What is a Montessori 3-Period Lesson?
Montessori 3-Period Lessons are used throughout the Montessori environment to help introduce a new concept and lead the children along a path to understanding and mastery. In the area of language they are used to increase, enrich and broaden a child’s vocabulary.
It’s important to practice the method of presenting a Three Period Lesson several times until you are comfortable giving it with ease. There are no set movements or patterns that you must follow in each of the periods. As long as you understand the principle of the period, and keep it simple and focused, you can ask the child to do whatever is appropriate for the setting, object, or concept you are teaching.
Begin by presenting the child with three objects of contrast and isolate them on a table or mat. For this example the objects will be dog, snake and bird.
1. First Period – Naming Period
- this period is overall rather short as it simply involves giving the object a name
- point to the first object (dog) and say “dog”
- repeat the name several times, clearly and slowly “This is a dog. Can you say dog? dog.”
- continue on with the second and third objects (snake and bird)
- once all three objects have been named, review them one last time by pointing to each one and saying the name clearly and slowly
It’s a known fact that we have an easier time remembering … Read the rest of this article
Overview of the Primary Montessori Language Program
We are providing you with an overview of the Primary Montessori Language Program so that you have a better overall picture of the progression of materials and lessons.
Language is a vital human phenomenon; it lives, changes and dies. Language is specifically a human expression and it should be a delight! Language is learned, not inborn. The mental capacity for creating language is unique; it allows the child to speak the language (mother tongue) correctly even if it is the most complicated language.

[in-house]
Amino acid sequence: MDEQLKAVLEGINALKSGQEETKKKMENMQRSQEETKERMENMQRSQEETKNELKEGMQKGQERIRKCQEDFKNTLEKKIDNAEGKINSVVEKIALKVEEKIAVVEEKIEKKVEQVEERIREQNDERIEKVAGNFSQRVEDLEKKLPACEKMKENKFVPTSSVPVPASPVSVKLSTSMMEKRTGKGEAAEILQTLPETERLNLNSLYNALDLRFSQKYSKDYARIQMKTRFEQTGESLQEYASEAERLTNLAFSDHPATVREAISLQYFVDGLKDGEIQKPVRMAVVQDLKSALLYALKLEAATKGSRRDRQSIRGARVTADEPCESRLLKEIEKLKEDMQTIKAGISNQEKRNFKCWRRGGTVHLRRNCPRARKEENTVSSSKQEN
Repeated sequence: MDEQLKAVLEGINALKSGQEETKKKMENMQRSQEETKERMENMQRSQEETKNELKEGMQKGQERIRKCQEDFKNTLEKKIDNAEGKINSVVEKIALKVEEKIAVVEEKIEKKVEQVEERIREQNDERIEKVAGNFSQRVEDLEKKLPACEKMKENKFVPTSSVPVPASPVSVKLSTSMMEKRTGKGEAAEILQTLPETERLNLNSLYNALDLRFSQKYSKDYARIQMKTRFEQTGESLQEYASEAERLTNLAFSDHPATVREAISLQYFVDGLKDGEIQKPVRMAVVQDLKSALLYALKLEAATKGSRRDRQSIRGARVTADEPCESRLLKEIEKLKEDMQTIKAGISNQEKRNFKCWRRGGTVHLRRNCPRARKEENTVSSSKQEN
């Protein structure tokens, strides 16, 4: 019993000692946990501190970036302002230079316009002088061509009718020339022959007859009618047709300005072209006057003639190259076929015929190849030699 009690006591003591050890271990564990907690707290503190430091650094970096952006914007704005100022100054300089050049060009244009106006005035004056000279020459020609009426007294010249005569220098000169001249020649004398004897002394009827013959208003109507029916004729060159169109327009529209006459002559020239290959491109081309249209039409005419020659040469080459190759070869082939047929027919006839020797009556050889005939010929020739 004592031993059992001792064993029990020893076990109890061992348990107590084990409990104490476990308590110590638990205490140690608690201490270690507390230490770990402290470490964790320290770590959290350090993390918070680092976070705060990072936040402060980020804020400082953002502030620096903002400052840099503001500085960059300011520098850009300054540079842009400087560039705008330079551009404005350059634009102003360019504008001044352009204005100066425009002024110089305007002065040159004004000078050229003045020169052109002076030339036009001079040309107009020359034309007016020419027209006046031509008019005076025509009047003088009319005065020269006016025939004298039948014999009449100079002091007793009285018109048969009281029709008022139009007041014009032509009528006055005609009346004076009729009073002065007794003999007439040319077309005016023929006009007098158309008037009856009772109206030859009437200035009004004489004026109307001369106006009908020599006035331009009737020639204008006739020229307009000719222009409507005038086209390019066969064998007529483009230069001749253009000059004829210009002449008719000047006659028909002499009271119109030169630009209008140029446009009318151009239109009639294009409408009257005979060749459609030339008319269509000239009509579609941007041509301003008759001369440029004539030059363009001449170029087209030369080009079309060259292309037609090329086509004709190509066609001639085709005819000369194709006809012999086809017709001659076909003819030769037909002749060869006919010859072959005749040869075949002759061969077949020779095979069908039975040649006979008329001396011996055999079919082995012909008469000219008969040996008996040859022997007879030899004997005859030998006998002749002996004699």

The child has all he needs to prepare for language. Therefore, put in to his environment, he absorbs completely with little effort, the language of his group/culture. Until the child is approximately six years of age he absorbs everything with little effort. After age six the child is able to learn a new language but it is only with a conscious effort that this can be done.
It is essential that all language be given to the child within a context. The child needs to know the names, labels, and the meanings of things in the environment in order for them to have relevancy. This allows the child to see and understand the greater picture of things and gives things meaning. Once the greater picture is achieved, it can then be broken down to the smaller details.
The Montessori language materials isolate elements of language and offer ‘keys’ to the children in the exploration of language. The materials are presented to the child in the same manner that they learn to speak; starting with nouns, articles, adverbs, etc. After a new concept is presented to the child there should always be a return to the total language environment using verbal storytelling, poetry, story books and everyday speech. This allows the child to clearly see how the new concept is applied (with context) in our world.